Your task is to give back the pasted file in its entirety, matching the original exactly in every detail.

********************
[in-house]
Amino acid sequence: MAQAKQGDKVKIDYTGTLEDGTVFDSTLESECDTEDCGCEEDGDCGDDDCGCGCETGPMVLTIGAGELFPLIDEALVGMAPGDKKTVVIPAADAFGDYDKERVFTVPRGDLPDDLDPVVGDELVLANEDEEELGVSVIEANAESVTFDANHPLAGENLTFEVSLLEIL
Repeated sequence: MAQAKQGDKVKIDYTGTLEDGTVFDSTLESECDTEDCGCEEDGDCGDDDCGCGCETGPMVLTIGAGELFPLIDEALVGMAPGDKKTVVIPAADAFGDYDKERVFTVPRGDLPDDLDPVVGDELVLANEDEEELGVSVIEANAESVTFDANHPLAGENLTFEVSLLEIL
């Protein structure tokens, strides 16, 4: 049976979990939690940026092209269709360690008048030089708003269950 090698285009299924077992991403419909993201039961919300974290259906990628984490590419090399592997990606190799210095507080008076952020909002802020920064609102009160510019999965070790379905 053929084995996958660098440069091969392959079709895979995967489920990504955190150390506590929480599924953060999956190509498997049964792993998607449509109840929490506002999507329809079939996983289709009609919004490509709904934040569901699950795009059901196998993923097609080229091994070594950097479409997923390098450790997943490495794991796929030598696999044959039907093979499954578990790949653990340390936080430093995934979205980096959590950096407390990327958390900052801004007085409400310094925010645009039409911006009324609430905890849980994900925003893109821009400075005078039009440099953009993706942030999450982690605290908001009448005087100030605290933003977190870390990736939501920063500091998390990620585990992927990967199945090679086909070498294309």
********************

[in-house]
Amino acid sequence: MAQAKQGDKVKIDYTGTLEDGTVFDSTLESECDTEDCGCEEDGDCGDDDCGCGCETGPMVLTIGAGELFPLIDEALVGMAPGDKKTVVIPAADAFGDYDKERVFTVPRGDLPDDLDPVVGDELVLANEDEEELGVSVIEANAESVTFDANHPLAGENLTFEVSLLEIL
Repeated sequence: MAQAKQGDKVKIDYTGTLEDGTVFDSTLESECDTEDCGCEEDGDCGDDDCGCGCETGPMVLTIGAGELFPLIDEALVGMAPGDKKTVVIPAADAFGDYDKERVFTVPRGDLPDDLDPVVGDELVLANEDEEELGVSVIEANAESVTFDANHPLAGENLTFEVSLLEIL
């Protein structure tokens, strides 16, 4: 049976979990939690940026092209269709360690008048030089708003269950 090698285009299924077992991403419909993201039961919300974290259906990628984490590419090399592997990606190799210095507080008076952020909002802020920064609102009160510019999965070790379905 053929084995996958660098440069091969392959079709895979995967489920990504955190150390506590929480599924953060999956190509498997049964792993998607449509109840929490506002999507329809079939996983289709009609919004490509709904934040569901699950795009059901196998993923097609080229091994070594950097479409997923390098450790997943490495794991796929030598696999044959039907093979499954578990790949653990340390936080430093995934979205980096959590950096407390990327958390900052801004007085409400310094925010645009039409911006009324609430905890849980994900925003893109821009400075005078039009440099953009993706942030999450982690605290908001009448005087100030605290933003977190870390990736939501920063500091998390990620585990992927990967199945090679086909070498294309």